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Soft rock phosphate in pH neutral soils  RSS feed

 
Gilbert Fritz
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Location: Denver, CO
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I have a pH neutral soil in Denver CO. All the sites I looked at seemed agreed that hard rock phosphate was a waste of time in this sort of soil, but they disagreed on soft rock phosphate. Also, if I add a lot of organic matter, wouldn't the acids produced by bacteria and plant roots release phosphates right in the root zone, despite the pH surrounding soil?

So, would it be a good idea, or a waste of time, to apply soft rock phosphate?

 
John Elliott
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It's not "the acids produced by bacteria and plant roots" that does the heavy lifting in mobilizing the phosphorus in the soil but the soil fungi. There have been many studies done that show that mycorrhizal fungi are very efficient at finding phosphorus and translocating it to plants that need it. So what happens when you add lots of organic matter to the soil is that you add phosphorus (in the organic matter) and fungal spores and the whole soil food web starts to ratchet up.

I wouldn't pay any money for soft rock phosphate, but what I will do is collect up bones from barbecues, potlucks, and picnics and save them until I do a biochar burn. Throw the bones in with the organic matter to be charred and you end up with bone char, a very useful source of phosphorous in the garden.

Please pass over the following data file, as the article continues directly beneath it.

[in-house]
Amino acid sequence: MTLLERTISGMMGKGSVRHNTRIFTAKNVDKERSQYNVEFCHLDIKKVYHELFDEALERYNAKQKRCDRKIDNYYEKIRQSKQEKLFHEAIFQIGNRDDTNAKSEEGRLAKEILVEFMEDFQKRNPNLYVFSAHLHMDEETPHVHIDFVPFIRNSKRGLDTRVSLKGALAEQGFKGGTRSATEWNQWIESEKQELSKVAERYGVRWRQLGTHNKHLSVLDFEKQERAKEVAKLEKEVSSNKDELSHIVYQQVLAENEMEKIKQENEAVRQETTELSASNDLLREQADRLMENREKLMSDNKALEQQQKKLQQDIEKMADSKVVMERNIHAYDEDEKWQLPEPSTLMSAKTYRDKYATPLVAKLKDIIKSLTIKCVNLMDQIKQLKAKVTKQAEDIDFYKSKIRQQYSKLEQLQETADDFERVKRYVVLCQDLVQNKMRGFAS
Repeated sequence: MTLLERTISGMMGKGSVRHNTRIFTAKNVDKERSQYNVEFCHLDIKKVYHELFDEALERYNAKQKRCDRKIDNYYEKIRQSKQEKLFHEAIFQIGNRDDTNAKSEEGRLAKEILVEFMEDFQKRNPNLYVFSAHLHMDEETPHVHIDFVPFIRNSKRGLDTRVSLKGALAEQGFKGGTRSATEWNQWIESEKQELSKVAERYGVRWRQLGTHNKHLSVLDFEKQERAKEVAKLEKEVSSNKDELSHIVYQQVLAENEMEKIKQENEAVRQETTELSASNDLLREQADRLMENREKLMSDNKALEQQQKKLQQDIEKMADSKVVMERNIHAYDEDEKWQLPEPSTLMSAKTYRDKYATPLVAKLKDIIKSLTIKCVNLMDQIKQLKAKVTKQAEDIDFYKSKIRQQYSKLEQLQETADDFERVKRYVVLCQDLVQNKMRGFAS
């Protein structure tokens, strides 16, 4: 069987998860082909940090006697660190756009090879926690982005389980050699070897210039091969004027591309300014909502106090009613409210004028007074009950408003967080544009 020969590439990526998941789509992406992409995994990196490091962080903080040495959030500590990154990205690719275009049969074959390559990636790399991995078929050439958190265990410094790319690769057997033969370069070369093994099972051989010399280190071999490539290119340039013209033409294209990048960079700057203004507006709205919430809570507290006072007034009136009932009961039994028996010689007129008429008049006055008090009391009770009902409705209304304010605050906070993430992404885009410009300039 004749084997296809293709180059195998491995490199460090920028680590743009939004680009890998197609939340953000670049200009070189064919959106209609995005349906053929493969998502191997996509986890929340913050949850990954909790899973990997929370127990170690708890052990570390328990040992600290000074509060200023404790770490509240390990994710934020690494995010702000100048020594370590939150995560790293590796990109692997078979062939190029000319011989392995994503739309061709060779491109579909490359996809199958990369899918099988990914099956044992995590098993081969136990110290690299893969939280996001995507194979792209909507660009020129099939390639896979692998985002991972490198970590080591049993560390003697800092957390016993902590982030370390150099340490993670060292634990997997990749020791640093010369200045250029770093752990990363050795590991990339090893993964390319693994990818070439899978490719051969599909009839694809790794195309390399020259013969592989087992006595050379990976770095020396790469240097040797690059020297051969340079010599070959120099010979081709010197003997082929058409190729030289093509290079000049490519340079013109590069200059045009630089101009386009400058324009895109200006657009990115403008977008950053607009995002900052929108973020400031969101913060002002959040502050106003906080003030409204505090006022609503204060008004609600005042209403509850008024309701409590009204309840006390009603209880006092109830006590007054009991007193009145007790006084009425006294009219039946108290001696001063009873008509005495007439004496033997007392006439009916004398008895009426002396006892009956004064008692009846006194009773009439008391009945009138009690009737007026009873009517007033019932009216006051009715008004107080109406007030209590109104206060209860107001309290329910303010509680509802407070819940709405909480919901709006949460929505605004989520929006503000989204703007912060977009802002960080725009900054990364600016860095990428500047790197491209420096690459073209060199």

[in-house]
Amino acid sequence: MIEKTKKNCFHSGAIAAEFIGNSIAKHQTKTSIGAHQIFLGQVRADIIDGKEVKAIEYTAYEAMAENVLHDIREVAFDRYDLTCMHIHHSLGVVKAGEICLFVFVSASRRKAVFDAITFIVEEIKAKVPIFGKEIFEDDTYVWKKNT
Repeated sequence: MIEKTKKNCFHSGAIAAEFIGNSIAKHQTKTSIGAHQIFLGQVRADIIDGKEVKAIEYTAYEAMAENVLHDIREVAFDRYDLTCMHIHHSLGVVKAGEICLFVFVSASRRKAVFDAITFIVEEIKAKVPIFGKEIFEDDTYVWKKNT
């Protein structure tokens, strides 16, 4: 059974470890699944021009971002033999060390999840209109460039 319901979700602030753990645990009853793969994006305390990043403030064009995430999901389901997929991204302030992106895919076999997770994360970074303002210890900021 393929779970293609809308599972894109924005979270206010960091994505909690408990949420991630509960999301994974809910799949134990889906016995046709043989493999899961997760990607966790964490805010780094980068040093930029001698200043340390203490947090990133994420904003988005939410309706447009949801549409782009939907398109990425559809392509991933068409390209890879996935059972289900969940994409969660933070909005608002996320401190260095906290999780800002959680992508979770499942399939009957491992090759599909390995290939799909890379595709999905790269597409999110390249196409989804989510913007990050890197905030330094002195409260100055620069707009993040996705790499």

John Polk
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collect up bones from barbecues, potlucks, and picnics and save them


And, for quantity, another source is your local butcher. The guy who does whole pigs & deer, etc.

Slaughter houses sell their bones, but small, independent butchers seldom have the facilities to process and freeze them (to keep them from stinking up their shop). Quite often, they are willing to give you as many as you want. Saves them time and money.

Whenever I ask my butcher for bones, he asks me "For soup, or your dog?" An almost endless (free) supply of either.



 
Gilbert Fritz
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Location: Denver, CO
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Hi,

Thanks for you advice. There is just one problem— I have also heard that in a soil with a pH of 7 or above that bone meal or char would behave similarly to soft phosphate rock. Is this true? (for either) or would the fungi be able to feed the plants regardless of the pH?

But if it would be available, I like the idea of free bones.

 
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